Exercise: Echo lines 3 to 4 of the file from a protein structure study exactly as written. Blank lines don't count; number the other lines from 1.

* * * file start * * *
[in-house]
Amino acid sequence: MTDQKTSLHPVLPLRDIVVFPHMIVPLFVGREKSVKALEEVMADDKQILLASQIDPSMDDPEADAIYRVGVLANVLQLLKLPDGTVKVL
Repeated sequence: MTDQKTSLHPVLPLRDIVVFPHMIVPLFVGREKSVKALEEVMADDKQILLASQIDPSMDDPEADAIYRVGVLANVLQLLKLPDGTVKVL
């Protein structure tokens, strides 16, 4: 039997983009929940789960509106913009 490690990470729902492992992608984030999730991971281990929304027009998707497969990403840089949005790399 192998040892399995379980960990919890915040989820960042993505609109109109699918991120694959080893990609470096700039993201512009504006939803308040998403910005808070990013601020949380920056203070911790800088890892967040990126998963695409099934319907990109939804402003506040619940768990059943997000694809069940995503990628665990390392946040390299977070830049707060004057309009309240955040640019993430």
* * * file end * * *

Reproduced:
Repeated sequence: MTDQKTSLHPVLPLRDIVVFPHMIVPLFVGREKSVKALEEVMADDKQILLASQIDPSMDDPEADAIYRVGVLANVLQLLKLPDGTVKVL
């Protein structure tokens, strides 16, 4: 039997983009929940789960509106913009 490690990470729902492992992608984030999730991971281990929304027009998707497969990403840089949005790399 192998040892399995379980960990919890915040989820960042993505609109109109699918991120694959080893990609470096700039993201512009504006939803308040998403910005808070990013601020949380920056203070911790800088890892967040990126998963695409099934319907990109939804402003506040619940768990059943997000694809069940995503990628665990390392946040390299977070830049707060004057309009309240955040640019993430």